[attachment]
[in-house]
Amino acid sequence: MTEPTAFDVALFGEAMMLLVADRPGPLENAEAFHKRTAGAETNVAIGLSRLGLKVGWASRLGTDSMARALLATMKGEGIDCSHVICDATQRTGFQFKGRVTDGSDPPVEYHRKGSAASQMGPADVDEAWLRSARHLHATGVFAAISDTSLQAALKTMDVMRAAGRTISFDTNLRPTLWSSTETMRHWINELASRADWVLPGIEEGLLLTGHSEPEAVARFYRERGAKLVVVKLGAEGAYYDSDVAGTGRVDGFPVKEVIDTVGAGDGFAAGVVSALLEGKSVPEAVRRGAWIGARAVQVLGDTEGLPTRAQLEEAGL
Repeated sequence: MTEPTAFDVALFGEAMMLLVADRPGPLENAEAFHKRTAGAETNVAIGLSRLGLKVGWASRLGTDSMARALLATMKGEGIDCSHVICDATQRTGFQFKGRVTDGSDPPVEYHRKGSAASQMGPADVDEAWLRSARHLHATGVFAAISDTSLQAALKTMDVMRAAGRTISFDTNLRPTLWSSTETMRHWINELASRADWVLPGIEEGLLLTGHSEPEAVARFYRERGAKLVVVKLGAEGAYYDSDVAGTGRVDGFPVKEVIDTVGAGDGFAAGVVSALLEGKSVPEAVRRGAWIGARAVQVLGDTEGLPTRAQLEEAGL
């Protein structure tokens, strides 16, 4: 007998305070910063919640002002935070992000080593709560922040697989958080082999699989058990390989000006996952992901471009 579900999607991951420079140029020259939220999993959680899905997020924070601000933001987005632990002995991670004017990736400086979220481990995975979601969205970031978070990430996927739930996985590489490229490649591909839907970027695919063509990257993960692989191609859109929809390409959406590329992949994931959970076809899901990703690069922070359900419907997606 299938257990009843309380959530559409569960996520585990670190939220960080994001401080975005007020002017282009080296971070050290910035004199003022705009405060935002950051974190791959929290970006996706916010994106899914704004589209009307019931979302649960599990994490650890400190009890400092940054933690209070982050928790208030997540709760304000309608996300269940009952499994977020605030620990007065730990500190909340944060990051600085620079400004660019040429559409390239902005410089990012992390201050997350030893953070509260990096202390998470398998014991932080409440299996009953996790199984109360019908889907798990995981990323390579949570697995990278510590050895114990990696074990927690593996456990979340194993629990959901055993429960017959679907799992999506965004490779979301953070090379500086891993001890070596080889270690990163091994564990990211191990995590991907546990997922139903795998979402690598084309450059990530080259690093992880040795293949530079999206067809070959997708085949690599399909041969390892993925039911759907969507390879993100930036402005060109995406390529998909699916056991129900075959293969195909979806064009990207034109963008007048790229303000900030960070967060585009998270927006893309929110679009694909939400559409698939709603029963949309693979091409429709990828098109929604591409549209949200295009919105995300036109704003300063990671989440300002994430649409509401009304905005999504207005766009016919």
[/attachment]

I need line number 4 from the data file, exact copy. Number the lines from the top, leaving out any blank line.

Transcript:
């Protein structure tokens, strides 16, 4: 007998305070910063919640002002935070992000080593709560922040697989958080082999699989058990390989000006996952992901471009 579900999607991951420079140029020259939220999993959680899905997020924070601000933001987005632990002995991670004017990736400086979220481990995975979601969205970031978070990430996927739930996985590489490229490649591909839907970027695919063509990257993960692989191609859109929809390409959406590329992949994931959970076809899901990703690069922070359900419907997606 299938257990009843309380959530559409569960996520585990670190939220960080994001401080975005007020002017282009080296971070050290910035004199003022705009405060935002950051974190791959929290970006996706916010994106899914704004589209009307019931979302649960599990994490650890400190009890400092940054933690209070982050928790208030997540709760304000309608996300269940009952499994977020605030620990007065730990500190909340944060990051600085620079400004660019040429559409390239902005410089990012992390201050997350030893953070509260990096202390998470398998014991932080409440299996009953996790199984109360019908889907798990995981990323390579949570697995990278510590050895114990990696074990927690593996456990979340194993629990959901055993429960017959679907799992999506965004490779979301953070090379500086891993001890070596080889270690990163091994564990990211191990995590991907546990997922139903795998979402690598084309450059990530080259690093992880040795293949530079999206067809070959997708085949690599399909041969390892993925039911759907969507390879993100930036402005060109995406390529998909699916056991129900075959293969195909979806064009990207034109963008007048790229303000900030960070967060585009998270927006893309929110679009694909939400559409698939709603029963949309693979091409429709990828098109929604591409549209949200295009919105995300036109704003300063990671989440300002994430649409509401009304905005999504207005766009016919």